A lockbox or key safe is a simple storage device about the size of an old iPod that can be attached to a door handle or wall. A key is locked into the container and then opened with a code that gets inputted manually. Like bike locks, lockboxes differ widely in strength, size, and dial format. The most common models are:
Push-button locks—Allow you to set a combination you can punch in any order.
Wheel models—This model has four scrolling wheels with numbers or letters to form a combination.
Dial models—Similar to a classic high school locker padlock, with one rotating dial for entering a combination
(Sources: SP Works; marissa anderson, Flickr; Ali Express)
Where to Buy Lockboxes and Key Safes
A local hardware store
Buying the Best Model
Finding the right model of lockbox is all about striking a balance between strength and ease-of-use. If you’re looking for ultra security, a great product-test done by sweethome.comconsulted a number of expert locksmiths and found that dial models (though less convenient to open) are the hardest to break into. Pushbutton models are simple to program, but passcodes can be predictable and easy to guess, and an expert can break into most wheel models by fiddling underneath the gears with a small piece of metal. Here are some well-reviewed lockbox options that are both sturdy and difficult to decode:
Kidde Access Point Keysafe – A great dial model hailed as the best by sweethome.com. This model can hold up to five-digit passcodes (the more digits the harder for a thief to break). Price: $39.00 Holds: 5 Keys Size: 6.8 x 3.2 x 2.7 inches
Kidde AccessPoint Keysafe Pushbutton– This model is not a dial, but as long as you’re careful to keep your codes as random as possible it should be just as secure, and easier for guests to use–especially in the dark. Price: $27.00 Holds: 2 Keys Size: 4 x 2 x 2 inches
MasterLock 5400D – The highest rated model on Amazon. Even though it’s a wheel model, customer reviews agree it will still get the job done. Price: $23.29 Holds: 5+ Keys Size: 9.2 x 5.2 x 1.9 inches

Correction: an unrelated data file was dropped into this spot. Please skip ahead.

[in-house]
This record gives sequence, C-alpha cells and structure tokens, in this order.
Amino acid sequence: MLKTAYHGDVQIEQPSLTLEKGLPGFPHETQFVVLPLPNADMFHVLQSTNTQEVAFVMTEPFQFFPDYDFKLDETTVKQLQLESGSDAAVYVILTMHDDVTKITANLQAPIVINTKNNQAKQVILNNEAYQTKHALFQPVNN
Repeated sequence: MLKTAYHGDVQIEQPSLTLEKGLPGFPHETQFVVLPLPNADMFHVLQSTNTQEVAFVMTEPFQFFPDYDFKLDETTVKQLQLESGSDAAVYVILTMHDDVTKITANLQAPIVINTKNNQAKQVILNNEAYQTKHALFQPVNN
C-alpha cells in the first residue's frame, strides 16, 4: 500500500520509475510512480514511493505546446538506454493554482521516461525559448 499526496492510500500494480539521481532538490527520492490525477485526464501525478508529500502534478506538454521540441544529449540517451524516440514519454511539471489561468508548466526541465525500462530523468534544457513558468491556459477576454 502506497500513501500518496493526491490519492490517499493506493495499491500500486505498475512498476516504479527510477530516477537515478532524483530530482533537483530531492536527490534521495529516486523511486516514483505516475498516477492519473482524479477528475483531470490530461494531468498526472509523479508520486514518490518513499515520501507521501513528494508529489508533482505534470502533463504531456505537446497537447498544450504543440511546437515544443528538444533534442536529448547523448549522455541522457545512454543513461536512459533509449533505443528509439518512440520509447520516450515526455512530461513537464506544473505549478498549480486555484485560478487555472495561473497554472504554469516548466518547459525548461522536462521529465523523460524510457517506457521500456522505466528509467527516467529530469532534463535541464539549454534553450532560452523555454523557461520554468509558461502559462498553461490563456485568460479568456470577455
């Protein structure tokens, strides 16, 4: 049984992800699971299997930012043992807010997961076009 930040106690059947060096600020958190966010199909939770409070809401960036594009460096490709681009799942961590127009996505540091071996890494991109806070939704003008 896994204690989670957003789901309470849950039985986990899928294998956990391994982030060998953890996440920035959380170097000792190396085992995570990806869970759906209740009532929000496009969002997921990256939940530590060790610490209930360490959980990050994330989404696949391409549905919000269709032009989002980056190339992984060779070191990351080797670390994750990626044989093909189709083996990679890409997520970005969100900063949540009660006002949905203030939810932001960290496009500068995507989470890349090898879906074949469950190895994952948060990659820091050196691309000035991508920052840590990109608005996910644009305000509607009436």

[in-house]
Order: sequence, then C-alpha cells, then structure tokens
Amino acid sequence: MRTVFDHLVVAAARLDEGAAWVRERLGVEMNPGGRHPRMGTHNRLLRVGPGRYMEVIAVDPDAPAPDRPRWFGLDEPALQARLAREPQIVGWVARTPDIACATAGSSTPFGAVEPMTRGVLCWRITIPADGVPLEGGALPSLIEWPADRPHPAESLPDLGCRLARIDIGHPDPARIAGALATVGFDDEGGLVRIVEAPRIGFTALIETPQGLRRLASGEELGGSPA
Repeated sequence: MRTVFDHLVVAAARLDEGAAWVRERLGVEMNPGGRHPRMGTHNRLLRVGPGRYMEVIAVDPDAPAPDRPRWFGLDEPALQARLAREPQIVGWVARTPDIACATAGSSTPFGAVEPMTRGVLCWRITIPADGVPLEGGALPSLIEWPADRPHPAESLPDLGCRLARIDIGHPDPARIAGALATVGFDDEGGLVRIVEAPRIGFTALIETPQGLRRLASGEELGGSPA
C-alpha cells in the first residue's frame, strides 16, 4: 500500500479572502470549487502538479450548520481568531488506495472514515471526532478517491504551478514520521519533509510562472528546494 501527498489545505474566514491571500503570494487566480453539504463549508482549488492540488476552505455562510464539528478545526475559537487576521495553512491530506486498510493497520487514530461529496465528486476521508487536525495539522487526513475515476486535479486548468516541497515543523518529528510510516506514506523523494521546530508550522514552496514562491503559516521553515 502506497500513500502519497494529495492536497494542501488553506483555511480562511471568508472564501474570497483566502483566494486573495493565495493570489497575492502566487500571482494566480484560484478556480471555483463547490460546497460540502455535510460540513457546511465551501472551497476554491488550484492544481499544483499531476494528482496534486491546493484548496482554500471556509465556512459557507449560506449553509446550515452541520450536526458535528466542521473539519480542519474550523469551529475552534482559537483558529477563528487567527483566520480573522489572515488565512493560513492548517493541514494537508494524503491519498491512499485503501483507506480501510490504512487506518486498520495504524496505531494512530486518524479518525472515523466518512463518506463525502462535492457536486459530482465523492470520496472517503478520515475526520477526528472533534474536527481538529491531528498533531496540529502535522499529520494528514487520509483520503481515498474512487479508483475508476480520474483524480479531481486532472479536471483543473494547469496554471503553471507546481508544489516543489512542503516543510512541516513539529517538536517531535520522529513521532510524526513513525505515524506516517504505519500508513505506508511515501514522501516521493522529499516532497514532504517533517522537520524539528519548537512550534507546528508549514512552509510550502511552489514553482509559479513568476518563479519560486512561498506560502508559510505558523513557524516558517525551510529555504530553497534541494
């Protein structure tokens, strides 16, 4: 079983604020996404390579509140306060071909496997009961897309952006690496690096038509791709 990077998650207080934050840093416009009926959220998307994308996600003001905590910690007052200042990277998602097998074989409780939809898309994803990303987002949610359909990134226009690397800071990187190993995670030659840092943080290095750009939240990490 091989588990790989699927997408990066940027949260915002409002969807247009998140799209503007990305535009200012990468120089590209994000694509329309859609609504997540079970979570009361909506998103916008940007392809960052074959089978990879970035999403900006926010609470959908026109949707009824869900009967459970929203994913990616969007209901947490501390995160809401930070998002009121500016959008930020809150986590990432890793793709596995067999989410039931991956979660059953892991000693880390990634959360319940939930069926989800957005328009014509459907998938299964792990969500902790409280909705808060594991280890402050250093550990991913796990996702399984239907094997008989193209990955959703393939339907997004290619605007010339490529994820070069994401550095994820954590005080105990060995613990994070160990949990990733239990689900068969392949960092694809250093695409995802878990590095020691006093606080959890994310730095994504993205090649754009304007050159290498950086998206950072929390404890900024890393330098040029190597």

Vault Locks 5000 – Large, heavy duty lockbox that can store multiple keys & key cards and also offers up to 10,000 different combinations. Price: $24.99 Holds: 5+ Keys Size: 6.2 x 4.1 x 1.4 inches
Lockbox & Key Safe Storage Pointers & Things To Look Out For
Tips to Make your Lockbox Safer
Lockboxes are already pretty secure (a sturdy lockbox can usually withstand about 45 minutes of banging with a hammer), but hosts should still be cautious and take steps to mitigate any potential risk:
Change the lock code often (ideally after each guest leaves).
Keep the lockbox inside the building.
This is for those living in an apartment building or complex. Keep your lockbox somewhere beyond the first gate or door, so that it isn’t accessible from the street.
Keep your lockbox out of sight from the main road.
This means either attaching the lockbox to the side of the house, the backyard fence, the garden, or even to the house or apartment of a trusted neighbor down the road/hallway. In fact, some people go as far as to hide their box under stealth containers, like a fake rock in the yard.
If you live an urban area with a lot of foot or car traffic, then don’t worry too much about being discrete. A good lockbox takes a lot of loud effort to break into, and for burglars without locksmith experience, it would be no more efficient nor subtle than simply breaking down the door.
Installing Lockboxes (On the Wall vs. Looping)
Lockboxes are installed with either screws or a metal loop around a door/railing. While attaching your lockbox to a solid wall takes more time and equipment (normally an electric screwdriver), it’s also more secure than looping the box around the door handle like a padlock. The metal loops are usually weaker and easy enough to break with a set of construction tools.